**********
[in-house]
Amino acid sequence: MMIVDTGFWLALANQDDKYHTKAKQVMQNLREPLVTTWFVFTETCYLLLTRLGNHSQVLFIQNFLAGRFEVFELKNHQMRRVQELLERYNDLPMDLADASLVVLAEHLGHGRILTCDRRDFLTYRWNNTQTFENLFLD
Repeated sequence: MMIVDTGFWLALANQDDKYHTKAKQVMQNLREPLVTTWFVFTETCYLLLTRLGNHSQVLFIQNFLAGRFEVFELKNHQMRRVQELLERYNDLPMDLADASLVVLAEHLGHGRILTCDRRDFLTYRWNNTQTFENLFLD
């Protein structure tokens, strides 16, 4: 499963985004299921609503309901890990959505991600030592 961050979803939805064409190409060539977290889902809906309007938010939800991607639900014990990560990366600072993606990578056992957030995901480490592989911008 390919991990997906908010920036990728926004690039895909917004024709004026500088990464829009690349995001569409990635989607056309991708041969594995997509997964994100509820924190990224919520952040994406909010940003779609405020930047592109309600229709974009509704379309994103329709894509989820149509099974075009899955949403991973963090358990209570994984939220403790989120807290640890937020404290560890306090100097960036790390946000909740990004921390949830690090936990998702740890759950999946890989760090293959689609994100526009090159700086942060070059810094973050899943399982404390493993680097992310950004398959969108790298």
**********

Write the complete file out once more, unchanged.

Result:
[in-house]
Amino acid sequence: MMIVDTGFWLALANQDDKYHTKAKQVMQNLREPLVTTWFVFTETCYLLLTRLGNHSQVLFIQNFLAGRFEVFELKNHQMRRVQELLERYNDLPMDLADASLVVLAEHLGHGRILTCDRRDFLTYRWNNTQTFENLFLD
Repeated sequence: MMIVDTGFWLALANQDDKYHTKAKQVMQNLREPLVTTWFVFTETCYLLLTRLGNHSQVLFIQNFLAGRFEVFELKNHQMRRVQELLERYNDLPMDLADASLVVLAEHLGHGRILTCDRRDFLTYRWNNTQTFENLFLD
């Protein structure tokens, strides 16, 4: 499963985004299921609503309901890990959505991600030592 961050979803939805064409190409060539977290889902809906309007938010939800991607639900014990990560990366600072993606990578056992957030995901480490592989911008 390919991990997906908010920036990728926004690039895909917004024709004026500088990464829009690349995001569409990635989607056309991708041969594995997509997964994100509820924190990224919520952040994406909010940003779609405020930047592109309600229709974009509704379309994103329709894509989820149509099974075009899955949403991973963090358990209570994984939220403790989120807290640890937020404290560890306090100097960036790390946000909740990004921390949830690090936990998702740890759950999946890989760090293959689609994100526009090159700086942060070059810094973050899943399982404390493993680097992310950004398959969108790298």